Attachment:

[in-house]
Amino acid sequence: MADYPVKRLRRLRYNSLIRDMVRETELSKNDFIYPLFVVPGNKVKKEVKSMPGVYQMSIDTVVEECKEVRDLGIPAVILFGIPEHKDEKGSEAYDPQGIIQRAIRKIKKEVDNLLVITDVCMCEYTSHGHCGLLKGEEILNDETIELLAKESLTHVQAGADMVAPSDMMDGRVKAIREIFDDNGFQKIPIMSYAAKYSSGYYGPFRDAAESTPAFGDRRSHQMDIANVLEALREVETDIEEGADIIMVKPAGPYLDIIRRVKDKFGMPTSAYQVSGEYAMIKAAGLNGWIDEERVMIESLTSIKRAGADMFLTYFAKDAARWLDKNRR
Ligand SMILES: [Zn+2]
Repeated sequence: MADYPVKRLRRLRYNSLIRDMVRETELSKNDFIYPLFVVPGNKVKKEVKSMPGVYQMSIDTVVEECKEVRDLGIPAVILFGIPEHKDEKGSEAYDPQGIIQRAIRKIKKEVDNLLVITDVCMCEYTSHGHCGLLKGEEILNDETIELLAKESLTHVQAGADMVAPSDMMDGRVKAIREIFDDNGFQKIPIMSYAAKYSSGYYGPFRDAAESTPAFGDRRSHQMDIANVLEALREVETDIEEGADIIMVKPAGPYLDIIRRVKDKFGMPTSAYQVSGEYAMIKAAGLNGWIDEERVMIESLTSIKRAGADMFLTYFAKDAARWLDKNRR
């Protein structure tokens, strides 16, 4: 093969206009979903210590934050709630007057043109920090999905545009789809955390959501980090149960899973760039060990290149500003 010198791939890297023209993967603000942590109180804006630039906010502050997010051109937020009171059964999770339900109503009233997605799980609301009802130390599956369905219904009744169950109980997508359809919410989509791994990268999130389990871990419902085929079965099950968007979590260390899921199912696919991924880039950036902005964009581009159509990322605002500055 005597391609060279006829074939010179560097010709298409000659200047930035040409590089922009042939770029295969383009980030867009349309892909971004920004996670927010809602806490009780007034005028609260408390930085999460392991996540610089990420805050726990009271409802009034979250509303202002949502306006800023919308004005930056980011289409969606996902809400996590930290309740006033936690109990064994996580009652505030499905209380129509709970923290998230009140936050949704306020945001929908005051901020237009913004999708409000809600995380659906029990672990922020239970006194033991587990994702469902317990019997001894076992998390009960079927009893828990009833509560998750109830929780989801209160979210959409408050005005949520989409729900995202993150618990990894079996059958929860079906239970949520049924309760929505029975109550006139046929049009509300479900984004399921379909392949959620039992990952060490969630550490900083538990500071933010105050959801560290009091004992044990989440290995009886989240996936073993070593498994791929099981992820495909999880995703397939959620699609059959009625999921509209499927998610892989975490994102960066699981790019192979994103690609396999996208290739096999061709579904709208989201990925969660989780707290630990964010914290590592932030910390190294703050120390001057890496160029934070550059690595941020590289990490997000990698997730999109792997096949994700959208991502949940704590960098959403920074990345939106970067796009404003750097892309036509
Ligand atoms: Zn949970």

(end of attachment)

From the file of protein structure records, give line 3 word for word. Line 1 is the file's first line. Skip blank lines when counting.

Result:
Ligand SMILES: [Zn+2]